Overcoming Procrastination: The Exclusive Cure
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Overcoming procrastination is something you are trying your hands at ever since. However, let’s accept the fact that it is something that will exist but it can definitely be leveraged. The existence of procrastination in your daily tasks can be much lesser than you can imagine.

For this write-up we have done a thorough investigation of the why’s, how to’s, when to’s and more. Moreover, we have also resorted to science-backed surveys and self-help books.

Let’s get step by step to the gist for the cure to procrastination.

Procrastination is not an alien word for anyone. But still, what exactly is Procrastination? Briefly put, you procrastinate when you put off things that you must be concentrating in your current time. One generally does this for doing something that is more pleasurable or in the person’s comfort zone.

But, what is procrastination not?

If you’ve found yourself putting off essential tasks over and over again, you’re not the only one. However, putting off a minor task isn't essentially procrastination. It can also be good prioritization!

Moreover, putting off a critical task for a small interval because you’re feeling exceptionally tired isn’t automatically procrastination either. Hence, as long as you do not holdup starting the task for more than a day, it is only an occasional event.

If you have an authentic good reason for rearranging something vital, you may not be procrastinating. Nonetheless, if you’re plainly making an excuse because you just don’t want to do it, then you totally are.

Why Do We Procrastinate?

Mainly the following reasons:

Not knowing where and how to start

Lack of vision, focus and motivation

Laziness, fatigue or a state of overwhelm

Helplessness in the face of complexity

The trait of being perfect

Fear of consequence

The Cure to Procrastination

A keynote: Accept mindfully.

“To have a good opportunity for conquering procrastination, accept straight away that you are doing it. Acceptance will help you identify why you're doing it and take suitable steps to deal better with it”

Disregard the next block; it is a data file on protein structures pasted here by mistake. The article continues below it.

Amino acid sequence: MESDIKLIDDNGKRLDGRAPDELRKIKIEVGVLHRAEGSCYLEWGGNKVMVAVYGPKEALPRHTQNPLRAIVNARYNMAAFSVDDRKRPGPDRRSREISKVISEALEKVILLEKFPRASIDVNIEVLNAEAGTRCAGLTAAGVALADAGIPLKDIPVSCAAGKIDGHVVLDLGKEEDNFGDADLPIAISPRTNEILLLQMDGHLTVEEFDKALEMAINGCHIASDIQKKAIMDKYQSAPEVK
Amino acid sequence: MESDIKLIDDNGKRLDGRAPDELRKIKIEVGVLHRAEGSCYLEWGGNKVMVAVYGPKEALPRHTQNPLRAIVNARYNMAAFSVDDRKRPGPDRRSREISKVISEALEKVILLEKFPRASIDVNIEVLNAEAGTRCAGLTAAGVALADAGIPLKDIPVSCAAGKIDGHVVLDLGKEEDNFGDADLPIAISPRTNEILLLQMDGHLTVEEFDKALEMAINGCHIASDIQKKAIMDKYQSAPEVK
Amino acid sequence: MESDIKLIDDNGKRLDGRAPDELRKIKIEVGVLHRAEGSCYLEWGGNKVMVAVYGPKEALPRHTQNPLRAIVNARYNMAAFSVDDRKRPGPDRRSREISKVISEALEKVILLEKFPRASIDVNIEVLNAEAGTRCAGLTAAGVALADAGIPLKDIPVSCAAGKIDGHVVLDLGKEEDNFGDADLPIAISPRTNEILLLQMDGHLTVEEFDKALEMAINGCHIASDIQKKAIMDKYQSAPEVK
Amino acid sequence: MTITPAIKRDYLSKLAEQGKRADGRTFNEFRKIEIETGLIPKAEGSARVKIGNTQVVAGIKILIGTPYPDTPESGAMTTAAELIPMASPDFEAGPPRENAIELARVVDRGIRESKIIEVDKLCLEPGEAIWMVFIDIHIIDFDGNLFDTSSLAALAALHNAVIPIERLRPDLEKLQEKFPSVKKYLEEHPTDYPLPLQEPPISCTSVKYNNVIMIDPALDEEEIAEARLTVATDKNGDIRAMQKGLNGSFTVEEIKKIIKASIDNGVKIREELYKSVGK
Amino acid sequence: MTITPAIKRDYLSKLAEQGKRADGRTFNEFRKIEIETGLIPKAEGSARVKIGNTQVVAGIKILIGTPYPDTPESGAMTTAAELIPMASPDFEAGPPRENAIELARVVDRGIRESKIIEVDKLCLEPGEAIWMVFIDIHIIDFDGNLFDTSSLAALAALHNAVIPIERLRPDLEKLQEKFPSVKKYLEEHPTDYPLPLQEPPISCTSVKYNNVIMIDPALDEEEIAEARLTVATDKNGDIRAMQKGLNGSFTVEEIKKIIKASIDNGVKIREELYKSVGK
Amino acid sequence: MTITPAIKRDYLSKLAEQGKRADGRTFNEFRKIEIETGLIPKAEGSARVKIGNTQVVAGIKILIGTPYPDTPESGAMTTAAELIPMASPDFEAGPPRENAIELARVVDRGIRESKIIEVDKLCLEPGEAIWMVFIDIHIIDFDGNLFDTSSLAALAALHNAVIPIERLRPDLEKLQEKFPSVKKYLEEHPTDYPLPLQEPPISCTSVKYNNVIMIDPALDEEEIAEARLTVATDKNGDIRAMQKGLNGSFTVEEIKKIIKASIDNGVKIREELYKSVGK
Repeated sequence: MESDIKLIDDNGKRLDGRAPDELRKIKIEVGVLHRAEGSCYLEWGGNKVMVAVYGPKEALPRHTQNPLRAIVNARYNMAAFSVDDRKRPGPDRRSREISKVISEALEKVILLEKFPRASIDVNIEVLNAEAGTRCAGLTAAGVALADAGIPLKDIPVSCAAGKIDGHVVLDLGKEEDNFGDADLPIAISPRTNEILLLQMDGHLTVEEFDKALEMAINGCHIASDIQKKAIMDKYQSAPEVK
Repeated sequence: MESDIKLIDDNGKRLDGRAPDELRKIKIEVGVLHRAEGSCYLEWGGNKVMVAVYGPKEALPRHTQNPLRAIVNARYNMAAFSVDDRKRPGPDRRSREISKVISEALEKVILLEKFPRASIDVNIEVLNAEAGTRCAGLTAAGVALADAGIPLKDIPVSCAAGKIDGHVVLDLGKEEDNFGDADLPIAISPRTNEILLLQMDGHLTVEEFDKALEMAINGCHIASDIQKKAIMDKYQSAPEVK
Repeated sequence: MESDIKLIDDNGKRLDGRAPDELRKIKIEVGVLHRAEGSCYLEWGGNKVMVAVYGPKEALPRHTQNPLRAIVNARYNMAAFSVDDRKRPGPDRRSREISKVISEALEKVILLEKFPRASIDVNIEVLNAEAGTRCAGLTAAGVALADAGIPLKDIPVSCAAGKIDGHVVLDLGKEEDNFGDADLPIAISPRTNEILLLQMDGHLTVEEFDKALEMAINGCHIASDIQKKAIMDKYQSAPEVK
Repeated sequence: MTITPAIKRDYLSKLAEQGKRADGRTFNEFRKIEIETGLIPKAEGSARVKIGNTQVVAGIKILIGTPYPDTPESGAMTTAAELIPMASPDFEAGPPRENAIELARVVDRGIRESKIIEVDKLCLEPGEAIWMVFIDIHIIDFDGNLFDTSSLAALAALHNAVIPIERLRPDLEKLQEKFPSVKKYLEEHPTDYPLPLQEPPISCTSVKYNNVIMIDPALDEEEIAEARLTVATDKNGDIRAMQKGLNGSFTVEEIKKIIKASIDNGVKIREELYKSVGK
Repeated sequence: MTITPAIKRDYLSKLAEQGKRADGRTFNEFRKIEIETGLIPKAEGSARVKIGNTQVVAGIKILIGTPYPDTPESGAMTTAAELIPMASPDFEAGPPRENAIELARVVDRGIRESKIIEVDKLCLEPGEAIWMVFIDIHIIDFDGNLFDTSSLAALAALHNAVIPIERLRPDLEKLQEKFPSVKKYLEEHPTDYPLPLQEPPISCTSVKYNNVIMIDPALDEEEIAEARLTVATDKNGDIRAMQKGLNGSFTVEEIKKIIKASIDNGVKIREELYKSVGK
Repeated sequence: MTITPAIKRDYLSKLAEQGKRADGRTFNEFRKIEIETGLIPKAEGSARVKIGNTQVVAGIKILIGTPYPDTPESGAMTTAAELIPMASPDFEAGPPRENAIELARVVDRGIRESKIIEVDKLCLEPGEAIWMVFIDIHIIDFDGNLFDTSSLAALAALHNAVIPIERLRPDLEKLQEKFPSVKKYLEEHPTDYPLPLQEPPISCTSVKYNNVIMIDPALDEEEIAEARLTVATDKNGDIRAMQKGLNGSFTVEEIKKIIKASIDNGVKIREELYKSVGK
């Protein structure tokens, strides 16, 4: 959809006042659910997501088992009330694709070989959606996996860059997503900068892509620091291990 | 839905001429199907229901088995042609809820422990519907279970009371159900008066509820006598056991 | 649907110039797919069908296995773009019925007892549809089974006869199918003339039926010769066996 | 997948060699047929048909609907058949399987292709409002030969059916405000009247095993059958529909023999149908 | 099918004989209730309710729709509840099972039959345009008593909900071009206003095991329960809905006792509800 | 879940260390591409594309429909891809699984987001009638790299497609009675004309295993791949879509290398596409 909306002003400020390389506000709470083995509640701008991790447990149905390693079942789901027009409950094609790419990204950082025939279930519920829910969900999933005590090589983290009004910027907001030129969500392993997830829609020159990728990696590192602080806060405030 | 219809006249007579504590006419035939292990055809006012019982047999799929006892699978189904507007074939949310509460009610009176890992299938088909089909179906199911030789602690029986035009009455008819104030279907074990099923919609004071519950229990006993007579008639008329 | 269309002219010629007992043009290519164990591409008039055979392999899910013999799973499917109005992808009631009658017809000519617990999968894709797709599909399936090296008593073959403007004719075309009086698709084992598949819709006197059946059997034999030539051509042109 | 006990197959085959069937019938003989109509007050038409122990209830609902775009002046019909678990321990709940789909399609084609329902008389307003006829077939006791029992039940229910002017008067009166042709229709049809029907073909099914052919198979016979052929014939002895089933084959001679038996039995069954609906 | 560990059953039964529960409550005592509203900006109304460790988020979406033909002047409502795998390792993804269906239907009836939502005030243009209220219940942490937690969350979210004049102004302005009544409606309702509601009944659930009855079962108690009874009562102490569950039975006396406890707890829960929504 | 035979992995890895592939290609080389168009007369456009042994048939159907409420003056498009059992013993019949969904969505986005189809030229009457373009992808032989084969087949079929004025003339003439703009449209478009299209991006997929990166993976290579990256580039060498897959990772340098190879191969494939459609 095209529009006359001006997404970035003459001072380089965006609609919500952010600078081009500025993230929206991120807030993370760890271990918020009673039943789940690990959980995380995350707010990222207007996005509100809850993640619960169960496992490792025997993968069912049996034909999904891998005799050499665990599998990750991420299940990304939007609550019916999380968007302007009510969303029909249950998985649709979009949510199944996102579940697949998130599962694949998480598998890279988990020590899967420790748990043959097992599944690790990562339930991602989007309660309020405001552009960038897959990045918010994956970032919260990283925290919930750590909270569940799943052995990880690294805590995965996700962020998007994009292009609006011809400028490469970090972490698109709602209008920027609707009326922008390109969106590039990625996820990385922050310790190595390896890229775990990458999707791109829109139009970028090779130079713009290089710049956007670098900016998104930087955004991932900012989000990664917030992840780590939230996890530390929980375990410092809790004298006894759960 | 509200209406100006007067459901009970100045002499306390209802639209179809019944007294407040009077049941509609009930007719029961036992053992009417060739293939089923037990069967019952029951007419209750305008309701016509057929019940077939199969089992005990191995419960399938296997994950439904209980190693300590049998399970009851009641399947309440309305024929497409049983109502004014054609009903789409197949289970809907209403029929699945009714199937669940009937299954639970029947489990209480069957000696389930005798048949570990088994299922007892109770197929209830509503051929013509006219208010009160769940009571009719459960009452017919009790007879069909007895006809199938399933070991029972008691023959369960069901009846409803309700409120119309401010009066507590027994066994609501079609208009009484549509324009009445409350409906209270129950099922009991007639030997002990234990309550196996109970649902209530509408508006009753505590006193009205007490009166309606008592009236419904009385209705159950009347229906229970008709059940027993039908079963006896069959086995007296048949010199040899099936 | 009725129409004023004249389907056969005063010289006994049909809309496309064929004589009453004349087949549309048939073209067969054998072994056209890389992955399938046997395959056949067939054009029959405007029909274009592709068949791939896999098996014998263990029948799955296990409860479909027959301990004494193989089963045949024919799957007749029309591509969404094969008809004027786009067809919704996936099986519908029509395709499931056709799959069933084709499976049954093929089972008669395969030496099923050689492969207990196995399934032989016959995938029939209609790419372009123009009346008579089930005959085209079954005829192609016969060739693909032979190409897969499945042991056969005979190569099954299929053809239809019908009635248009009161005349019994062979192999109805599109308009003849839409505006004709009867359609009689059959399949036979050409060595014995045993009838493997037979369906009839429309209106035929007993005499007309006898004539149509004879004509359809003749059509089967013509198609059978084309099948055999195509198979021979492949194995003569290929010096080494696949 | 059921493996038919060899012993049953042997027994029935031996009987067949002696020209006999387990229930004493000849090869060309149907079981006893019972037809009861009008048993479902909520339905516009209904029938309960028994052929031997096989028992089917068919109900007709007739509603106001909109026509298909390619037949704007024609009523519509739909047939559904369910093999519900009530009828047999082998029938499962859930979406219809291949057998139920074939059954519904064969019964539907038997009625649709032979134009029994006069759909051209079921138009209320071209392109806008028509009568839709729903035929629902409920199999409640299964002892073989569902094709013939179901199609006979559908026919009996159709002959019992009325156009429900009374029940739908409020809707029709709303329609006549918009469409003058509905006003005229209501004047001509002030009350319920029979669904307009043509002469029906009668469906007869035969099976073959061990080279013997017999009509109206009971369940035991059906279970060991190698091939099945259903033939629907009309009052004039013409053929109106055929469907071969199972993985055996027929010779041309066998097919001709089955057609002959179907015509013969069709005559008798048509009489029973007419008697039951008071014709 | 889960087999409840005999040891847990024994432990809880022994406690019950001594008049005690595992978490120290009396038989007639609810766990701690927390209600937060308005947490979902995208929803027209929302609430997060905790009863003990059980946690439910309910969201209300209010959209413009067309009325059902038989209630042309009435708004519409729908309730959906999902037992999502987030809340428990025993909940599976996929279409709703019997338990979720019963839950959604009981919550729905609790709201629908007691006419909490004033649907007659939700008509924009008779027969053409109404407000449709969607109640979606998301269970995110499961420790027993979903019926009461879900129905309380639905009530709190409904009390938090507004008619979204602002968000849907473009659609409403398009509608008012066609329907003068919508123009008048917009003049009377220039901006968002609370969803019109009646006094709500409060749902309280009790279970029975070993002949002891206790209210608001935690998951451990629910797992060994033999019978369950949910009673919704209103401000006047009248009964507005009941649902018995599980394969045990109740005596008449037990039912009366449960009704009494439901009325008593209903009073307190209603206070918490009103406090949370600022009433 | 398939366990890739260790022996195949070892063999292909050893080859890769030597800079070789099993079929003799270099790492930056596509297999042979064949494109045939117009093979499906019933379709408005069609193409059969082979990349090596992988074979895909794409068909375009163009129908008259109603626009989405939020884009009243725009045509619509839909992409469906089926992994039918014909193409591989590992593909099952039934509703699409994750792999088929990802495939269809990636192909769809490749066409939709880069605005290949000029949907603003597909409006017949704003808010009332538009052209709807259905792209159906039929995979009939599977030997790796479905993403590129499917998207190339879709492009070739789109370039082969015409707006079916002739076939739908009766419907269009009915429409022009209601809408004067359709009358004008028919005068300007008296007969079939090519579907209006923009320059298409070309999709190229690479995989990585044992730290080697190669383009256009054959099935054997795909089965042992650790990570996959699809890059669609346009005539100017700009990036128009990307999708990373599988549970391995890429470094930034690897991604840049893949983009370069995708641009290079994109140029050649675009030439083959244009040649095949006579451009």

The cure to procrastination

Truly, most of us see procrastination as an awful thing. No matter what you work on, you’re not working on everything else. So the question isn’t on overcoming procrastination, but how to procrastinate well. So to harness procrastination into a positive trait, there are ways to accomplish this. First way being – good procrastination.

Putting off busy work is useful for getting big projects done. Significant projects generally need two things that busy work doesn't. These are mainly huge amounts of time and the right mood. When we’re motivated to work on something significant, it will be slanderous to waste that inspiration on getting trivial tasks done because we can give a hand at it. Directing your energy into big projects whenever you can may risk not keeping up with smaller tasks. But perhaps this will prove a good thing. Working on an ambitious project you really enjoy will leave the right things undone.

The other side to the positive procrastination coin is structured procrastination. This is a remarkable strategy that transforms procrastinators to effective beings, appreciated and accepted for all that they can achieve and the good use they make of time. The idea is that whilst working on lesser imperative tasks as a way to avoid the big ones, we are actually hoaxing ourselves into working on our most important projects after all.

This practice will ultimately exploit listing our tasks by order of importance. Significant tasks are at the top of to-do lists alongside other less significant ones. Natural procrastinators will generally turn down those important and fearful tasks at the top of the list for easier, smaller tasks further down. By adding tasks to lists that seem urgent but actually aren’t, one can hoax the self into doing things that really are to be done, since one will consider that as procrastinating on bigger tasks.

A Final Overcoming Procrastination Checklist

  • Start small and set boundaries
  • Be concrete and start with the hardest task
  • Visualize the completed task and how relieved you feel then
  • Be kind to yourself
  • Break down tasks
  • Anticipate social media distractions or set them as final rewards
  • Just start without thinking much
Author
Christy Gren is an Industry Specialist Reporter at Industry Leaders Magazine; she enjoys writing about Unicorns, Silicon Valley, Startups, and Business leaders and innovators. Her articles provide an insight about the Power Players in the field of Technology, Auto, Manufacturing, and F&B. Follow Christy Gren on Twitter, Facebook & Google.

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